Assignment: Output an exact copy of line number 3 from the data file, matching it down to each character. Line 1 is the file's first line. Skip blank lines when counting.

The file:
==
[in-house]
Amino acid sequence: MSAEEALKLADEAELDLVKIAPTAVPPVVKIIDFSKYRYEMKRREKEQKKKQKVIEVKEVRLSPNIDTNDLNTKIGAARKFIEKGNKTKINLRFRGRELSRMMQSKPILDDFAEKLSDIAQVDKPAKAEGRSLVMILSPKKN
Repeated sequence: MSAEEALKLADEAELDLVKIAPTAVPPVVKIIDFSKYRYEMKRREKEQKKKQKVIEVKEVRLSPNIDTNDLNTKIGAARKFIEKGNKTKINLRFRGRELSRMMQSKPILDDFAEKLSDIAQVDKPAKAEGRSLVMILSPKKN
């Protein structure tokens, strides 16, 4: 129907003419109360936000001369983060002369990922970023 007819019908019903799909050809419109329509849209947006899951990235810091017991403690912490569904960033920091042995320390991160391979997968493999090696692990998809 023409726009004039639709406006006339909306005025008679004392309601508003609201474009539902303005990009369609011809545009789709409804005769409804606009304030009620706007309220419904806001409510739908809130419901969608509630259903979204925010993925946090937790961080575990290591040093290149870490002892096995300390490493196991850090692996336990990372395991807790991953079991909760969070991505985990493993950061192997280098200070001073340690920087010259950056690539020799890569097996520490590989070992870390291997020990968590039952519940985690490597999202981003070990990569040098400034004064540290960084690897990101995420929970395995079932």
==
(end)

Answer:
Repeated sequence: MSAEEALKLADEAELDLVKIAPTAVPPVVKIIDFSKYRYEMKRREKEQKKKQKVIEVKEVRLSPNIDTNDLNTKIGAARKFIEKGNKTKINLRFRGRELSRMMQSKPILDDFAEKLSDIAQVDKPAKAEGRSLVMILSPKKN